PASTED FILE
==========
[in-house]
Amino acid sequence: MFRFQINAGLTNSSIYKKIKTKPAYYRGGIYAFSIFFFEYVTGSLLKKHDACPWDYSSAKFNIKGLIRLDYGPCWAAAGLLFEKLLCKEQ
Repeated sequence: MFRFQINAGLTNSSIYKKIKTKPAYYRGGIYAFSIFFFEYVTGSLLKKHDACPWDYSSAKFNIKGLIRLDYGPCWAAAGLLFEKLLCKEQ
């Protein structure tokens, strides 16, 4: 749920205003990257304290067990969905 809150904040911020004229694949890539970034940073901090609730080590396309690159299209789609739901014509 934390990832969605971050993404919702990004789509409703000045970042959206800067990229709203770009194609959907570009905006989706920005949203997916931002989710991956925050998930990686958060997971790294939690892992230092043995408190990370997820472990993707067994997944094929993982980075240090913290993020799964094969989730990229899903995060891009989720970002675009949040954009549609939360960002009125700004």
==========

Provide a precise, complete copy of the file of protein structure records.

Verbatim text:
[in-house]
Amino acid sequence: MFRFQINAGLTNSSIYKKIKTKPAYYRGGIYAFSIFFFEYVTGSLLKKHDACPWDYSSAKFNIKGLIRLDYGPCWAAAGLLFEKLLCKEQ
Repeated sequence: MFRFQINAGLTNSSIYKKIKTKPAYYRGGIYAFSIFFFEYVTGSLLKKHDACPWDYSSAKFNIKGLIRLDYGPCWAAAGLLFEKLLCKEQ
């Protein structure tokens, strides 16, 4: 749920205003990257304290067990969905 809150904040911020004229694949890539970034940073901090609730080590396309690159299209789609739901014509 934390990832969605971050993404919702990004789509409703000045970042959206800067990229709203770009194609959907570009905006989706920005949203997916931002989710991956925050998930990686958060997971790294939690892992230092043995408190990370997820472990993707067994997944094929993982980075240090913290993020799964094969989730990229899903995060891009989720970002675009949040954009549609939360960002009125700004």